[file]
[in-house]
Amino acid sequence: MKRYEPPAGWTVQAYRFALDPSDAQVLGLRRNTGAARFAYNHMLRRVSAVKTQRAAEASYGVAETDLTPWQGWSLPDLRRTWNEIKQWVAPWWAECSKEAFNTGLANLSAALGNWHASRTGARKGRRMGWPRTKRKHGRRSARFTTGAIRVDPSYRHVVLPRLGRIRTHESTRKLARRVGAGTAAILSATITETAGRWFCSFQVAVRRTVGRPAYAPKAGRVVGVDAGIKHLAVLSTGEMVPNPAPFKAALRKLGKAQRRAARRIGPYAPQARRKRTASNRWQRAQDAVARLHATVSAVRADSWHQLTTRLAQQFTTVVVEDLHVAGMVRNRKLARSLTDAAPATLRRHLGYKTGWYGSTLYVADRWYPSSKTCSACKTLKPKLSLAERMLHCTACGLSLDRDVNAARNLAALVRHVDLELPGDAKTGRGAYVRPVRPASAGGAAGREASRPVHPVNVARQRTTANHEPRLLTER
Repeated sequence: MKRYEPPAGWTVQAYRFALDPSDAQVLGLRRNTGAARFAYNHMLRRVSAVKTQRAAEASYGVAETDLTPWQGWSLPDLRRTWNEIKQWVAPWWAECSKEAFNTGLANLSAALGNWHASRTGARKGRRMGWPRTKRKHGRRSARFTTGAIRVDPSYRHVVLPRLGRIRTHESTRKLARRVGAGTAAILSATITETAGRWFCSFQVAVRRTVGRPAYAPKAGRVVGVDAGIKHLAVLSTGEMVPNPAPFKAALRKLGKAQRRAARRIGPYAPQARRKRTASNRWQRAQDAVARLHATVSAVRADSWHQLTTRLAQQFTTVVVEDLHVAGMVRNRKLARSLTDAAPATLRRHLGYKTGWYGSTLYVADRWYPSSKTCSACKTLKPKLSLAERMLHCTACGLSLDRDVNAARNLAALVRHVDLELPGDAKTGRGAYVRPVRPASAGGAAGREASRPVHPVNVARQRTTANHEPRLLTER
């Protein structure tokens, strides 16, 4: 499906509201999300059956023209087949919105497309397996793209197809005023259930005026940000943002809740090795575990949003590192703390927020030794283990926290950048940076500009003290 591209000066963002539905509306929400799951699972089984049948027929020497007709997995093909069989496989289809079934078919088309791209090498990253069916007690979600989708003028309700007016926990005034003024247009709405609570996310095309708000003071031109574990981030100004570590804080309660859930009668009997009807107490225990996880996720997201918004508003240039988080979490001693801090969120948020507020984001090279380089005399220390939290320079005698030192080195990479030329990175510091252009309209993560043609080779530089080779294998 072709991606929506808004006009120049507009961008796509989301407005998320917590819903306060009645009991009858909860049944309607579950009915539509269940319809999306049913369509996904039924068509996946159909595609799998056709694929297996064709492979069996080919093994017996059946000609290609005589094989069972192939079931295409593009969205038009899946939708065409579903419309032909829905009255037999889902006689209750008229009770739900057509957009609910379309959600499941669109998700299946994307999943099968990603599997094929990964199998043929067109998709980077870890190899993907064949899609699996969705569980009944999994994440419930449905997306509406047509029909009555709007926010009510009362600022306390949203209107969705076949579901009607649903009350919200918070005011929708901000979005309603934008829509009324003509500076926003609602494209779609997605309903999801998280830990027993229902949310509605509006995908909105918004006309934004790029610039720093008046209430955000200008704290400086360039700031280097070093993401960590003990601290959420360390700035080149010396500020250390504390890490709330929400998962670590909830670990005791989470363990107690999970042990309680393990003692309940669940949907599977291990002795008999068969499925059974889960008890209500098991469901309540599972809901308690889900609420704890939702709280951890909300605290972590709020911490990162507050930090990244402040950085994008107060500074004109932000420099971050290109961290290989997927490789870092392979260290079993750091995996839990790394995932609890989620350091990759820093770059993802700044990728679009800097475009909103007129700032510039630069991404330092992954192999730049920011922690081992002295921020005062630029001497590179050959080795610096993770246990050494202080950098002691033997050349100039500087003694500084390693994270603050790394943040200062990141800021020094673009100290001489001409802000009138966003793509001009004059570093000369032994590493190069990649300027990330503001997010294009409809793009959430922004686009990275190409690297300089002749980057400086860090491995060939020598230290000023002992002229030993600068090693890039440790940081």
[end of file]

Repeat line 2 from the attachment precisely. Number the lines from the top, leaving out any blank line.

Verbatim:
Amino acid sequence: MKRYEPPAGWTVQAYRFALDPSDAQVLGLRRNTGAARFAYNHMLRRVSAVKTQRAAEASYGVAETDLTPWQGWSLPDLRRTWNEIKQWVAPWWAECSKEAFNTGLANLSAALGNWHASRTGARKGRRMGWPRTKRKHGRRSARFTTGAIRVDPSYRHVVLPRLGRIRTHESTRKLARRVGAGTAAILSATITETAGRWFCSFQVAVRRTVGRPAYAPKAGRVVGVDAGIKHLAVLSTGEMVPNPAPFKAALRKLGKAQRRAARRIGPYAPQARRKRTASNRWQRAQDAVARLHATVSAVRADSWHQLTTRLAQQFTTVVVEDLHVAGMVRNRKLARSLTDAAPATLRRHLGYKTGWYGSTLYVADRWYPSSKTCSACKTLKPKLSLAERMLHCTACGLSLDRDVNAARNLAALVRHVDLELPGDAKTGRGAYVRPVRPASAGGAAGREASRPVHPVNVARQRTTANHEPRLLTER